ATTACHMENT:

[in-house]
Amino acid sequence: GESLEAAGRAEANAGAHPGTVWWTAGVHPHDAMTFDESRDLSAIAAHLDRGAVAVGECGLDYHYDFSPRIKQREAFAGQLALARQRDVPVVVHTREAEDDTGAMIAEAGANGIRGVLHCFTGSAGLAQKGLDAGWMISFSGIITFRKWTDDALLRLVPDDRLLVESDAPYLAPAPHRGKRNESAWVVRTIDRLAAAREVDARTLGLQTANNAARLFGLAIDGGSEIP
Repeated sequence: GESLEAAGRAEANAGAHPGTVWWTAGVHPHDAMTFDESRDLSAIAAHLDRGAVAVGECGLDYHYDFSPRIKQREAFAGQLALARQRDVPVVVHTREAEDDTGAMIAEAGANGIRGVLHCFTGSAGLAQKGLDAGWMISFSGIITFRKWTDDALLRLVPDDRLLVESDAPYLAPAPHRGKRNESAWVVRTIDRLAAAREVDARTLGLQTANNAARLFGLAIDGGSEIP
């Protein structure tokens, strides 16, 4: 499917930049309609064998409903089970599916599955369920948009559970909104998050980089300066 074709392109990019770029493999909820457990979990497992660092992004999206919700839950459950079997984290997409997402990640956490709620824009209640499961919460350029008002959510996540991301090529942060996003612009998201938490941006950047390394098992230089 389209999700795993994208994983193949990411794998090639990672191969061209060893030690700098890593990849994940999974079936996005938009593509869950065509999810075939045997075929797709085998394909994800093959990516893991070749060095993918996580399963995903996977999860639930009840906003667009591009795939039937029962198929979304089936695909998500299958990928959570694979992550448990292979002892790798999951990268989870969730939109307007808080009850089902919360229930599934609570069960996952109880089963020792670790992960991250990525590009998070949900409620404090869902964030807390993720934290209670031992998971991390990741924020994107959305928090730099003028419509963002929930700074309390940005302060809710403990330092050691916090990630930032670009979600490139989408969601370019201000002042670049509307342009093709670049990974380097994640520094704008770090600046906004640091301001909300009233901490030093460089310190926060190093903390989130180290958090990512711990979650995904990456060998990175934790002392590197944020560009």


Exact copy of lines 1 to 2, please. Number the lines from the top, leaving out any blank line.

[in-house]
Amino acid sequence: GESLEAAGRAEANAGAHPGTVWWTAGVHPHDAMTFDESRDLSAIAAHLDRGAVAVGECGLDYHYDFSPRIKQREAFAGQLALARQRDVPVVVHTREAEDDTGAMIAEAGANGIRGVLHCFTGSAGLAQKGLDAGWMISFSGIITFRKWTDDALLRLVPDDRLLVESDAPYLAPAPHRGKRNESAWVVRTIDRLAAAREVDARTLGLQTANNAARLFGLAIDGGSEIP